Over the past century, many new drugs have been introduced for the relief and prevention of pain. However, there is currently the feeling that success in the development of new analgesic drugs has been quite limited despite improvements in our understanding of pain mechanisms.8 The achievements in drug discovery based on targeting of pain mechanisms have been presented in a number of excellent reviews.9–12 The aim of the current study was to assess drug discovery efforts centered on pain molecular targets using specific scientometric indices, developments over the past 30 years were analyzed.
Pain mechanisms and their molecular drivers discovered in recent searches for new analgesics were used to collect the appropriate pain targets. They were selected from previous reviews on molecular targets of pain8–10,13 and included 17 topics (Table 1). A number of the new drugs belong to old pharmacological groups of analgesics, eg, opioids, nonsteroidal anti-inflammatory drugs, anticonvulsants, and antidepressants. With several exceptions, at best they represent only incremental improvements on old mechanisms.8,9 Therefore, most molecular targets related to new drugs from these four groups were not included in the topics of this assessment. However, when development in an old area resulted in discovery of a putative new molecular target, that target was included in the related searches.
The intensity of efforts associated with assessment of pain-related molecular targets was measured in two areas: article publication in biomedical journals as reflected by the PubMed database and patenting as reflected by the US Patent and Trademark Office database. The following scientometric parameters4–7 were used.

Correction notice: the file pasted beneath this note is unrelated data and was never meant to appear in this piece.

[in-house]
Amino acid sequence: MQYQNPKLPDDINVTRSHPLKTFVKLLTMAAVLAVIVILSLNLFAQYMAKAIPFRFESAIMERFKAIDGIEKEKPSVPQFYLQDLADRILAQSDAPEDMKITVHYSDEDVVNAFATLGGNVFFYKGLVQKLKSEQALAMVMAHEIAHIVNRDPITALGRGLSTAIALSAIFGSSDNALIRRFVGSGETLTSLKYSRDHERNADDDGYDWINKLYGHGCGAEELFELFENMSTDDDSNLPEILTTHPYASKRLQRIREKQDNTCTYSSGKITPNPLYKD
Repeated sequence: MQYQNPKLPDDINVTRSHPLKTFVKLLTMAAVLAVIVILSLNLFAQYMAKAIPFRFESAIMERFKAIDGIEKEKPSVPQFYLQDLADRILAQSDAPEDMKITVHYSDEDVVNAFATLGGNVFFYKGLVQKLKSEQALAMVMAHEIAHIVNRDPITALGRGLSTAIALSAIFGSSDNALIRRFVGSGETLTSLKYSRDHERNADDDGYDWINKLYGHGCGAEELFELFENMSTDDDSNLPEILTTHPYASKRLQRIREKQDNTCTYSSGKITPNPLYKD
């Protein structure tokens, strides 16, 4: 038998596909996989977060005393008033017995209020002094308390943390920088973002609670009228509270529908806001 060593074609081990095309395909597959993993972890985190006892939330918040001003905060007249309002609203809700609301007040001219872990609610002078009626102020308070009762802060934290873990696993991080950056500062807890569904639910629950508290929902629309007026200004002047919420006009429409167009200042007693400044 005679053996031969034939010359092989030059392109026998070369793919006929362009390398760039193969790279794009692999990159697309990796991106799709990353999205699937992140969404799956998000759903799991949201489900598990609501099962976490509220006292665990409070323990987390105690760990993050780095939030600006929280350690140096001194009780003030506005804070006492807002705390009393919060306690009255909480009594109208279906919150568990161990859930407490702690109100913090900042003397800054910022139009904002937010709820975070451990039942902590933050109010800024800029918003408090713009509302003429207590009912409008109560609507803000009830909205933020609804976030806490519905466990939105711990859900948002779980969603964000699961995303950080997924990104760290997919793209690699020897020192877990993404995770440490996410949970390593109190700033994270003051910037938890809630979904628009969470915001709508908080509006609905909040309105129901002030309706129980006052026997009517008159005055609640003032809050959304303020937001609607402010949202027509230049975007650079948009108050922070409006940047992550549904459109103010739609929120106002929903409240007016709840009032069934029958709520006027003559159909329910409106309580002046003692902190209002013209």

The article-related popularity index (PI) is the percentage of articles on a specific topic (pertinent to a pain modulator and its molecular targets) among all articles on pain published over the same 5-year period. Similarly, the patent-related PI is the percentage of patents on a topic among all US patents pertinent to pain.
Index of change
The index of change (IC) is the percentage change in the number of articles (or patents) on a specific topic during one 5-year period compared with the previous 5-year period.
Index of expectations
The index of expectations (IE), or Top Journal Selectivity Index, is the ratio of the number of all types of articles on a particular topic in the top 20 journals relative to the number of articles in all (>5,000) biomedical journals on the same topic covered by PubMed over 5 years. It reflects the level of interest in the top journals. An index value ≥10 was selected to represent a high expectation of success. The top 20 journals were selected based on two factors: their rank sorted by impact factor (as indicated by journal citation report for 2013) and the journal specialty area. They included ten journals related to pharmacology and drug discovery, as well as general biomedical and medical journals (also ten journals), as follows: Anesthesiology, Annals of Internal Medicine, Annals of Neurology, Clinical Pharmacology and Therapeutics, Drug Discovery Today, Expert Opinion on Therapeutic Targets, JAMA: Journal of the American Medical Association, Journal of Clinical Investigation, Journal of Medicinal Chemistry, Journal of Pharmacology and Experimental Therapeutics, Lancet, Nature, Nature Reviews Drug Discovery, New England Journal of Medicine, Neuropharmacology, Pain, Science, Pharmacological Reviews, and Trends in Pharmacological Sciences.
Trial balance index